You can select from a huge plethora of theme designs, many constructed with certain businesses in mind to make your search more efficient. A lot of business owners worry that their site will look similar to others when using a theme, given that a lot of companies might build a website using a particular theme. While many businesses might use the same theme, a good theme offers versatility to make each website look unique. Besides, you’ll find the commonalities among websites, such as the position of menus, use of hero images near the top (hero images are those large images), and product layout pages actually improve the UX of your website, making it easier for users to find what they want and need. Besides, unless you’re really sloppy when building your website, you check out the themes used by direct competitors to ensure your website looks different. Also, by using branded colors, fonts, and images, your can make your website your own despite using the same theme.

Drawbacks of using a theme

Themes aren’t unique

On the other hand, while you can find a large number of themes, they aren’t unique. Even if your site doesn’t look the same as your competition, the website might still feel like a very typical website. As mentioned earlier, this isn’t necessarily a bad thing, as it helps visitors understand how to successfully navigate your website. After all, consider the ubiquitous shopping cart. It isn’t unique but its relationship to something nearly everyone knows how to use makes it a very useful tool.

The advantage of choosing a custom web design for building a website is that you can create a site that’s more unique, although I don’t know of any web developer that builds a website without using a theme, except in the case of an enterprise business.

Ensure you’re building a website to match your brand with unique images, fonts, and colors. Overusing stock images is the biggest factor in building a website that looks like everyone else’s. This level of customization is almost never provided with themes right out of the box, so to speak, and the reason you might need to hire a developer to build out customization. Hence, your theme may allow for blue colors throughout the content but there’s no guarantee the color provided matches the exact shade of blue demanded by your style guide.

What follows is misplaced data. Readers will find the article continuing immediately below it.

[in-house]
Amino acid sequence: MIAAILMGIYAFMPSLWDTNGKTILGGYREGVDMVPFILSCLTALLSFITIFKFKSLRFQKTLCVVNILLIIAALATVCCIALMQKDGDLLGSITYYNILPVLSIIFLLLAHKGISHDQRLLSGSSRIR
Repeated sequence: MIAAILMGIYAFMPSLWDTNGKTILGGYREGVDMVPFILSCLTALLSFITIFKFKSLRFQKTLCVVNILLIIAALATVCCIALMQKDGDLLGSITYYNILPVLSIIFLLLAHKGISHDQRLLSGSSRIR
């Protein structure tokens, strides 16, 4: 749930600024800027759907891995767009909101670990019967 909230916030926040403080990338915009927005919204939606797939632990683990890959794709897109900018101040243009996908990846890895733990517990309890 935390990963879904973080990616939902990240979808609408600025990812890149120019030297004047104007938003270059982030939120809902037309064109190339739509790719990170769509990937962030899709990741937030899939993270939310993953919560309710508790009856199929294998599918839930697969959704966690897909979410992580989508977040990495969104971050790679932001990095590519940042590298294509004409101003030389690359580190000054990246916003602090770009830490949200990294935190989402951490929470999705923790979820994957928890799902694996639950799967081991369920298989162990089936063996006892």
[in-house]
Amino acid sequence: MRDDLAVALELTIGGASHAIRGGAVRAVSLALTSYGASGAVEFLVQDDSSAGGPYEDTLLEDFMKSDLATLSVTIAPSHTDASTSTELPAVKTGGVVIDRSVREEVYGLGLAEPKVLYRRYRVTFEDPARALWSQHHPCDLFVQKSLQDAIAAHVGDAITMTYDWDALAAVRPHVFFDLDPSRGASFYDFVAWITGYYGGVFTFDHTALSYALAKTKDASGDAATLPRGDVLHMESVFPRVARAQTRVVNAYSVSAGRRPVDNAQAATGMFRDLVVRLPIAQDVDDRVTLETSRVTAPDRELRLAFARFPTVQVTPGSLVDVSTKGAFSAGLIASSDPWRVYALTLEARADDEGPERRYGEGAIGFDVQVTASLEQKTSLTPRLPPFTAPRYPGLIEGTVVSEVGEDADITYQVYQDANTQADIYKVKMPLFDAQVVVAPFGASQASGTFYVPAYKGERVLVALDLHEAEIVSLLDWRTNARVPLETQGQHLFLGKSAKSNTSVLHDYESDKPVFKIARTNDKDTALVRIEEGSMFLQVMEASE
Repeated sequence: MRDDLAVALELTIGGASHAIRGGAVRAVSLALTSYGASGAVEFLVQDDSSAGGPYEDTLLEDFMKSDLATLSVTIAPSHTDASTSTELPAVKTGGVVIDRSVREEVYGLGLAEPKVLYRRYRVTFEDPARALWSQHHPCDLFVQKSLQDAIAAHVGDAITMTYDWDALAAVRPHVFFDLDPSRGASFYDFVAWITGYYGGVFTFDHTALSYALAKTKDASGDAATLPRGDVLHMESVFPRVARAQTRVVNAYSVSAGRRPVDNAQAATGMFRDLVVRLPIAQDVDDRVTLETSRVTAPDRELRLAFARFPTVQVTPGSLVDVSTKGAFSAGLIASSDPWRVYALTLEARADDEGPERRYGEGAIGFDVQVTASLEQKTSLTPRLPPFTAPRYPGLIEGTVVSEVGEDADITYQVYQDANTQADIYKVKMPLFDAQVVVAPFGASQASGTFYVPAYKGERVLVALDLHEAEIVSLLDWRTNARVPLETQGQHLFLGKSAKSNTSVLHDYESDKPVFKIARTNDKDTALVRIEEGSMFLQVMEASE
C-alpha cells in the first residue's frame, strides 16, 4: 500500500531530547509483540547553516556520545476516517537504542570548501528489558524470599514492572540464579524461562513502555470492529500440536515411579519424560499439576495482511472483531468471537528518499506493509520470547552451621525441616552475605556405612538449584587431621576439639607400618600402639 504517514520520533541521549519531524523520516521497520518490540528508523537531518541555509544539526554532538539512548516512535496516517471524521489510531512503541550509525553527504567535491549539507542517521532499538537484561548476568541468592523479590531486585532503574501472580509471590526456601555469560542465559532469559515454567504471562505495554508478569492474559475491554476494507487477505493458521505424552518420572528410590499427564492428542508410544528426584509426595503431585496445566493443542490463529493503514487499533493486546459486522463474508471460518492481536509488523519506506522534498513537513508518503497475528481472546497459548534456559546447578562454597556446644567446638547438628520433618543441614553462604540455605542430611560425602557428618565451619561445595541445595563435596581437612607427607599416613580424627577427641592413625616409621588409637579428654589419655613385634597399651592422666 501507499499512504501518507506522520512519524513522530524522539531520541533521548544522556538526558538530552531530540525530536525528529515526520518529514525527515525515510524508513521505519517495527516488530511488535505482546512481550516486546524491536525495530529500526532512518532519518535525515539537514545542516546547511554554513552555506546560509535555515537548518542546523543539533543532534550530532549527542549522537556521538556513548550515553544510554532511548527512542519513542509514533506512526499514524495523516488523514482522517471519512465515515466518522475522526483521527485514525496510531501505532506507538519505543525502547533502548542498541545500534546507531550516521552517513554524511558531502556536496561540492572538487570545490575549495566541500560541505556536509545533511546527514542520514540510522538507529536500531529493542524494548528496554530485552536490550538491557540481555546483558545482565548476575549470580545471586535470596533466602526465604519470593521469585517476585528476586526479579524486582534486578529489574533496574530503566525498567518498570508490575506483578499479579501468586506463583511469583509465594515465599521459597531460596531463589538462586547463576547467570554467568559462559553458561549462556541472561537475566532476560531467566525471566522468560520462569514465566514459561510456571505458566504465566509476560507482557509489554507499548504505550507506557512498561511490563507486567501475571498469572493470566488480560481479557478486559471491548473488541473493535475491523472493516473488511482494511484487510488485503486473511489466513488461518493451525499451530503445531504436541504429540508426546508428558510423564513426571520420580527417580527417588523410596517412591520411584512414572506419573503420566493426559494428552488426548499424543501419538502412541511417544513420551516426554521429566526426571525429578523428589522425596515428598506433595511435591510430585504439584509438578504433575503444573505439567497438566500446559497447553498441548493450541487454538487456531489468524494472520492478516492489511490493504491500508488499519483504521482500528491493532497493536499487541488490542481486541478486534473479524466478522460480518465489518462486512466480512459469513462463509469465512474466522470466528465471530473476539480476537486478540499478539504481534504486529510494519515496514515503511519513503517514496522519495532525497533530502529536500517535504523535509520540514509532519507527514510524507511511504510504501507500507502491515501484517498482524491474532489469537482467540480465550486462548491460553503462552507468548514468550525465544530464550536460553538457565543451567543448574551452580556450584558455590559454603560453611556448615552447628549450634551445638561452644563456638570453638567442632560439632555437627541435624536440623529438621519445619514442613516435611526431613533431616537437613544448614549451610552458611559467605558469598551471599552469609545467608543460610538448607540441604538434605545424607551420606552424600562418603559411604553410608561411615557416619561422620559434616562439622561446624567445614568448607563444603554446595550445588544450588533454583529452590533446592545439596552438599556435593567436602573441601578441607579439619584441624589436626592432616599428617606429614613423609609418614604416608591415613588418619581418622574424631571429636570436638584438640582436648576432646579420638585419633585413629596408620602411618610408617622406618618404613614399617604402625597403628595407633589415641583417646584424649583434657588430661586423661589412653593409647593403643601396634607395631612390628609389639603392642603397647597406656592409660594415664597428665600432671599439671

Themes don’t come with support

Buying a theme when building a website is one thing, but do you know how to maintain it? What if you want to add or remove elements from your site layout or adjust the size of an element? When you opt for a custom web design, your designer customizes everything to ensure the website looks the way you envisioned. They also offer great advice based on best practices and design concepts to ensure your website performs at its best.

You’re not just paying someone to design your site, you’re often paying them to maintain it as well. Your web developer can handle updates and integrations with new plugins or adjust to new ranking factors that come about down the line, ensuring your site remains up-to-date with trends and stays up all the time.

In truth, having someone else maintain your website frees up an outrageous amount of your time as you aren’t worried about maintaining a website while running a business. However, don’t fall captive to your website developer in case you have a falling out later. Make sure the domain and hosting are registered in your name, not your developer’s, for instance, and ensure the developer provides administrative passwords to your website, hosting, theme, and any other protected assets that make up your website.

Themes become outdated

Over time, website design trends change along with SEO standards. For instance, the slider featured on many websites a few years ago is now gone, a casualty of Google’s interest in speeding up website load times. When you see a slider now, you know the website owner hasn’t bothered following trends and suffers an SEO penalty for his/her poor decisions.

WordPress also updates its CMS periodically to provide more features and plug security holes. For this reason, most good themes update the theme from time to time. You must ensure your CMS and theme are up-to-date or your risk damage and cyber threats to your website.

Should you use a theme for your business website?

After looking at the arguments for and against website themes, is it worth using them? Honestly, almost no one develops totally custom-built websites anymore due to the expense associated with crafting a website from scratch and maintaining that website as design standards and SEO factors change. The question is really one of using a developer to build your website using a theme or try to navigate the task yourself.  The answer to that question comes down to available resources and you trade off time and money, as well as the quality of the resulting website.

If you have a small budget, you might choose to build a website yourself. In addition to my ebook, there are lots of video tutorials and themes out there designed to make your task easier. Newer plugins even allow you to import a complete template to make your task even easier. A tool such as SiteOrigin and Elementor allow you to import a complete template, which you customize with your own text, images, and colors. While still challenging, these templates make your design task easier and help you adhere to design standards.


So, to answer the question, using a theme and building a website yourself versus hiring a professional developer is all about your current situation. Weigh the pros and cons, look at your budget, and then make your decision.